2

Someone has posted a similar question here How Dynamic library (System.Linq.Dynamic) support LIKE Operator?

But it's not exactly what I want. The Contains operator mentioned in that post only do this in SQL "%SOMETHING%". But the LIKE operator in SQL can do this "SOME%THING". Is there a similar operator for Dynamic LINQ? If not, is there a solution for this? Maybe with Regex? Also is there a single character wildcard? E.g. "SOM$THING" returns "SOMETHING" or "SOM3THING"

Edit: I am developing a WPF application which should read log files in XML format. Each element contains 34 fields. So instead of writing a very long WHERE, I have used System.Reflection.PropertyInfo to iterate each field to write the query and then use System.Linq.Dynamic to execute it.

Edit2: I have edited the code so it's more readable for the viewers.

Here is some code:

Example 1: prop.Name = "FirstName", paramterString = "Ke%in", returns "Kevin", "Kelvin"... Example 2: prop.Name = "FirstName", paramterString = "Ke$in", returns "Kevin", "Kelin"...

var query = "";
StringBuilder sb = new StringBuilder();
foreach (var prop in stringProps)
{
    sb.Append($"({prop.Name} != null And {prop.Name}.Contains({parameterString})");
}
query = sb.ToString().Substring(0, sb.Length - 4);
filteredData = filteredData.Where(query);

One of the requirement is to implement a SQL LIKE operator, so the users can use something like this to get the result they want: FirstName LIKE 'SOME%THING'

  • Can you restrict your project to MS SQL Server? Then you could extend Dynamic LINQ to support SQLMethods.Like. – NetMage Nov 16 '18 at 18:56
  • Unfortunately this is not possible, because the data are imported by reading XML files. – Kevin Man Nov 19 '18 at 9:12
  • 1
    On the post you linked, there's an answer suggesting to use a combination of Contains, StartsWits, EndsWith. Can this work for you? You can also use a Regex-Like, as shown here. But a pure LIKE is something that LInq doesn't provide. – HeyJude Nov 19 '18 at 12:08
  • That's what I am afraid of. So I have used String.IndexOf() to create my own LIKE operator. If someone can review the code or even better, optimize it, I would be appreciate it. The code is posted in the answer. – Kevin Man Nov 19 '18 at 14:09
  • It begins to sound like this has nothing to do with SQL. If you just want to implement a LIKE style operator for LINQ to Objects, I would suggest translating SQL LIKE patterns to RE, and using the C# Regular Expression handling. – NetMage Nov 19 '18 at 19:48
1

Since there is no LIKE operator in Dynamic Linq library, I have created it my own version. The code is not pretty, but it does work. Hopefully someone can optimize it or suggest a better way to do this.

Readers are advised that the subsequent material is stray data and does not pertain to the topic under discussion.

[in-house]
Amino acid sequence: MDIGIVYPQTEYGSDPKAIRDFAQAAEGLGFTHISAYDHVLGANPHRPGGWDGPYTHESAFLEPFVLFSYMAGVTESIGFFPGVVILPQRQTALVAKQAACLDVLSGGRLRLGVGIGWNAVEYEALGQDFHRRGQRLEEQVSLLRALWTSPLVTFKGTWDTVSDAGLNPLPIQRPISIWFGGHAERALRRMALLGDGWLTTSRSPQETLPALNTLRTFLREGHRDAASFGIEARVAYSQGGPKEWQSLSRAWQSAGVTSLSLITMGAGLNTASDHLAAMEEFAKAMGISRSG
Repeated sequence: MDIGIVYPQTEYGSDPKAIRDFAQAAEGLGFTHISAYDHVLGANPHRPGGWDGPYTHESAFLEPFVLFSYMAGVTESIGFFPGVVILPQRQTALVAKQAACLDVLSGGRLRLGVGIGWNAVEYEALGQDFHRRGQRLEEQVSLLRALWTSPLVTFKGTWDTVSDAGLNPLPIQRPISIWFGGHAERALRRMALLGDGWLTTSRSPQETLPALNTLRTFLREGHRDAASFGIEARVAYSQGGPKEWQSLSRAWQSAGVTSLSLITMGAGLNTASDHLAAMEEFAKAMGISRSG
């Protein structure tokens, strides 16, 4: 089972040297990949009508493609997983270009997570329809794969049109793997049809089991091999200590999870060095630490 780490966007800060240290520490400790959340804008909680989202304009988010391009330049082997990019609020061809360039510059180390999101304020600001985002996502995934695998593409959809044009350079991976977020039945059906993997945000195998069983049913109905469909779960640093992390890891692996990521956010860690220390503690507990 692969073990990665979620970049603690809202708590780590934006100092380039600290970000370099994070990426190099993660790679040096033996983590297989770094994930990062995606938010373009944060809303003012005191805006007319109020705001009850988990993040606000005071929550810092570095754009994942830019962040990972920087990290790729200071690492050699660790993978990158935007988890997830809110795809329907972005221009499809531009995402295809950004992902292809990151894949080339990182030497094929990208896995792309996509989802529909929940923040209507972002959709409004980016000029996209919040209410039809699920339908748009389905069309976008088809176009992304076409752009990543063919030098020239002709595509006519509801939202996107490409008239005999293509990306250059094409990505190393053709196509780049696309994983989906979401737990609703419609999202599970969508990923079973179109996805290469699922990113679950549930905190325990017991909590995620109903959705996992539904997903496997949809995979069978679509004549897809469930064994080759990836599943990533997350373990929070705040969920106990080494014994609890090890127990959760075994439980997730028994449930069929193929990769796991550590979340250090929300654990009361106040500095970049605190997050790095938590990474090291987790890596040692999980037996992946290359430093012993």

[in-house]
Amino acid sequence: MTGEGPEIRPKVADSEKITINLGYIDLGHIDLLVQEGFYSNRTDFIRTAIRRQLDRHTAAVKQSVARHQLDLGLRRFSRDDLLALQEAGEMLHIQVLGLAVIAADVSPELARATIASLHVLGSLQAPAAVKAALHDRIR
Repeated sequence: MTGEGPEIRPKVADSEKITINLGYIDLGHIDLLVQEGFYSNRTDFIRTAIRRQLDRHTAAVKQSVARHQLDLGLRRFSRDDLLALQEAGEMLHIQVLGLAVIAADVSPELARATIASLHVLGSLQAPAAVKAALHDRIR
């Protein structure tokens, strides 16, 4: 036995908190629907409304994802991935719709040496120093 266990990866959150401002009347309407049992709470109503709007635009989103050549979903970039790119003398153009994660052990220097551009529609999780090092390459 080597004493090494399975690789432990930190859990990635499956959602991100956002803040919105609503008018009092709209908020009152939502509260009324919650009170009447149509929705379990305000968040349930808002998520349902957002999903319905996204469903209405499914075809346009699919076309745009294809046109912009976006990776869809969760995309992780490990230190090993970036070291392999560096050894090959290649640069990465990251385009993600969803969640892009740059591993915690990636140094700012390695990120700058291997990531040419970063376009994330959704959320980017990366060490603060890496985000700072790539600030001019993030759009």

public string ParseWildcardInParameterString(string parameter, string propertyName)
{
    string stringWithWildcard = parameter;
    if (parameter.Contains("%") || parameter.Contains("$"))
    {
        stringWithWildcard = parameter;
        string[] substrings = parameter.Split(new Char[] { '%', '$' }, StringSplitOptions.RemoveEmptyEntries);
        string[] wildcards = ParseWildcards(parameter);
        if (substrings.Any())
        {
            StringBuilder sb = new StringBuilder();
            int substringsCount = substrings.Length;
            for (int i = 0; i < substringsCount; i++)
            {
                if (!substrings[i].EndsWith("\\"))
                {
                    int index = parameter.IndexOf(substrings[i]);
                    if (i < substringsCount - 1)
                    {
                        index = parameter.IndexOf(substrings[i + 1], index + 1);
                        if (index > -1)
                        {
                            string secondPart = wildcards[i].Equals("%") ?
                                $"{propertyName}.IndexOf(\"{substrings[i + 1]}\", {propertyName}.IndexOf(\"{substrings[i]}\") + \"{substrings[i]}\".Length) > -1" :
                                $"{propertyName}.IndexOf(\"{substrings[i + 1]}\", {propertyName}.IndexOf(\"{substrings[i]}\") + \"{substrings[i]}\".Length + 1) == {propertyName}.IndexOf(\"{substrings[i]}\") + \"{substrings[i]}\".Length + 1";
                            sb.Append($"({propertyName}.IndexOf(\"{substrings[i]}\") > -1 And {secondPart}) And ");
                        }
                    }
                }
            }
            stringWithWildcard = sb.Remove(sb.Length - 5, 5).Append(") Or ").ToString();
        }
    }
    return stringWithWildcard;
}

private string[] ParseWildcards(string parameter)
{
    IList<string> wildcards = new List<string>();
    foreach (var chararcter in parameter.ToCharArray())
    {
        if (chararcter.Equals('%') || chararcter.Equals('$'))
        {
            wildcards.Add(chararcter.ToString());
        }
    }
    return wildcards.ToArray();
}
0

Can you try if the Like functionality in System.Linq.Dynamic.Core does work for you?

Code example would be:

var dynamicFunctionsLike1 = context.Cars.Where(config, "DynamicFunctions.Like(Brand, \"%a%\")");

For full example, see ConsoleAppEF2.1.1/Program.cs

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